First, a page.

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Mr. John Pierce of New Orleans, La., who was 93 years of age, died at his residence, 1658 N. Johnson Street, on March 17. Mr. Pierce was a young man at the time of the war between the states and was very anxious to do his part to help give his people freedom. Having this as the main reason in mind he enlisted in the army of his own accord. He served from 1861 to 1865 as corporal of captain E. W. Bauges camp E Fourth Regiment.
After the war corporal Pierce was very active in politics serving as a ward leader, forever doing all he could to help his people. He was connected with the U. S. Government holding a position at the U. S. Mint. This position he held until the removal of the mint from this city. After the closing of the mint he was connected with a law firm here.
As a citizen Mr. John Pierce was very active in church work being a member of the newly organized Greater Tulane B. C. He was also a member of the Grand Army of the Republic serving as a Commander of The Department of La., and Miss., in the year 1920. At the time of his death he was assistant Adgt. Gen. and Quarter Master Gen., of G. A. R. Department of La., and Miss.
The funeral services were held at the Greater Tulane B. C. March 20th at 10 o’clock. Interment at Chalmet cemetery.
Mr. Pierce was the husband of Mrs. J. Pierce, the father of Mrs. Jane P. Richards, and Mr. Oscar C. Pierce, Sr. Grandfather of Mr. Fred Harris, Mr. Silvester Harris, Oscar C. Pierce, Jr., John Pierce 3rd and Mrs. W. L. Gibson.” 1
According to military records, John Pierce of Company E, 4th Regiment, U. S. Colored Cavalry, was born about 1843 in Louisiana. He enlisted on November 12, 1863, at New Orleans, Louisiana. He mustered into service on December 21, 1863, New Orleans. John Pierce was promoted to Corporal on October 1, 1864, and soon after suffered two bouts of illness in the post hospital at Port Hudson, Louisiana. He mustered out of service on March 20, 1866, at New Orleans.
Cpl. John Pierce was not easy to track records-wise. He was a member of J. H. Crowder Post No. 12, Grand Army of the Republic, named after Lt. John H. Crowder, Company K, 1st Louisiana Native Guard Infantry (73rd U. S. Colored Infantry). In 1904, John was elected Chaplain of the Department of Louisiana and Mississippi, Grand Army of the Republic, as a member and representative of J. H. Crowder Post No. 12, as reported by the National Tribune. 2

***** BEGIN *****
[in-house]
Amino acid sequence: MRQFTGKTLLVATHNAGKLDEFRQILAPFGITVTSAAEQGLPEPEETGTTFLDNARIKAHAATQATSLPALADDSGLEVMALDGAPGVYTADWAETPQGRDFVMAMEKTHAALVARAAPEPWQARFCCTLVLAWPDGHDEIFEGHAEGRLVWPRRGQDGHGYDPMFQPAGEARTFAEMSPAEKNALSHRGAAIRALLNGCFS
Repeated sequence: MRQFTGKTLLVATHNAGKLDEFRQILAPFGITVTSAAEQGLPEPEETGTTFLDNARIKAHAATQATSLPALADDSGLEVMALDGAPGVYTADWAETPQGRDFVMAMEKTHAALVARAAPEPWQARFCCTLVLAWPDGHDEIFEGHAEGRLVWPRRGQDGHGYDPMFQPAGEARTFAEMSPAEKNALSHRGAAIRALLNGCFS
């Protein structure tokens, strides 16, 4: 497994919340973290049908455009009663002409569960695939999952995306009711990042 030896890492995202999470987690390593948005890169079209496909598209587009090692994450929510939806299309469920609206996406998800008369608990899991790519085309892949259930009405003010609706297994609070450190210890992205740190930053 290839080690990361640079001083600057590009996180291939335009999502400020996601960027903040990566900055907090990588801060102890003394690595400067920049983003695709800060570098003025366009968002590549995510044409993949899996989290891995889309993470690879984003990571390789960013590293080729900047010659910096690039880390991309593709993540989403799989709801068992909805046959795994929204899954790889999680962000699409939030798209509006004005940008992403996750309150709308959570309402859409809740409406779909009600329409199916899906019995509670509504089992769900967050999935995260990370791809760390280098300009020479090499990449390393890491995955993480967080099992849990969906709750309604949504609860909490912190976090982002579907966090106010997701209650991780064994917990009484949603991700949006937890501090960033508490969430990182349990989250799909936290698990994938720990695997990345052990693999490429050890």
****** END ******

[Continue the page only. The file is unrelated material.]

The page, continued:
John Pierce appears in the 1920 U. S. Census, documented in New Orleans’ 7th Ward on North Johnson Street. By occupation, he was identified as a clerk. His household included his wife, Lucinda Harris (40) a dressmaker, son Oscar Charles (26), a longshoreman, a step-daughter, Modeste (23), 3also a dressmaker, and grandchildren Oscar Jr. (8), and John (6). 4
In the 1930 Census, John is documented at the same residence in New Orleans, with no occupation, likely on account of his advanced age. His wife, Lucinda (49), is noted as seamstress, and son Oscar (32) as a porter for a local grocery store. John and Lucinda’s stepdaughter, Modeste (23), is listed as a dressmaker. 5
Cpl. John Pierce was laid to rest in Chalmette National Cemetery on March 20, 1936, Section 168, grave number 13865. His wife, Lucinda Harris Pierce, passed away on January 11, 1938, and was interred on January 13, 1938, with her husband, John, in grave number 13864, Section 168, Chalmette National Cemetery.
- The Atlanta World (Atlanta, Georgia), 2 April 1936, p. 1; image copy, ProQuest Historical Newspapers (https://www.lva.virginia.gov: accessed 1 December 2019)
- “Flourishing Southern Department,” The National Tribune (Washington, D. C.), 12 May 1904, p. 2, c. 7; image copy, Newspapers.com (https://newspapers.com: accessed 3 December 2019)
- According to Louisiana marriage records, Oscar Charles Pierce, Sr., married Miss Modeste Jolivet, daughter of Edward Charles and Henriette Jolivet, on September 7, 1907, New Orleans, Louisiana; Louisiana Vital Records, Vol. 29, p. 453, Oscar Charles Pierce-Madeste Jolivet, 7 September 1907; database online, “New Orleans, Louisiana, Marriage Records Index, 1831-1964,” Ancestry.com (https://ancestry.com: accessed 3 December 2019); citing “State of Louisiana, Secretary of State, Division of Archives, Records Management, and History. Vital Records Indices. Baton Rouge, LA, USA.”
- Ancestry, “U. S. Census 1920,” Ancestry.com (https://ancestry.com: accessed 3 December 2019), New Orleans, Orleans, Louisiana, dist. 0122, p. 44, citing “Year: 1920; Census Place: New Orleans Ward 7, Orleans, Louisiana; Roll: T625_621; Page: 22B; Enumeration District: 122.”
- Ancestry, “U. S. Census 1930,” Ancestry.com (https://ancestry.com: accessed 3 December 2019); New Orleans, Orleans, Louisiana, dist. 0110, p. 25, citing “Year: 1930; Census Place: New Orleans, Orleans Parish, Louisiana; Page: 14B; Enumeration District: 0110; FHL microfilm: 2340540.”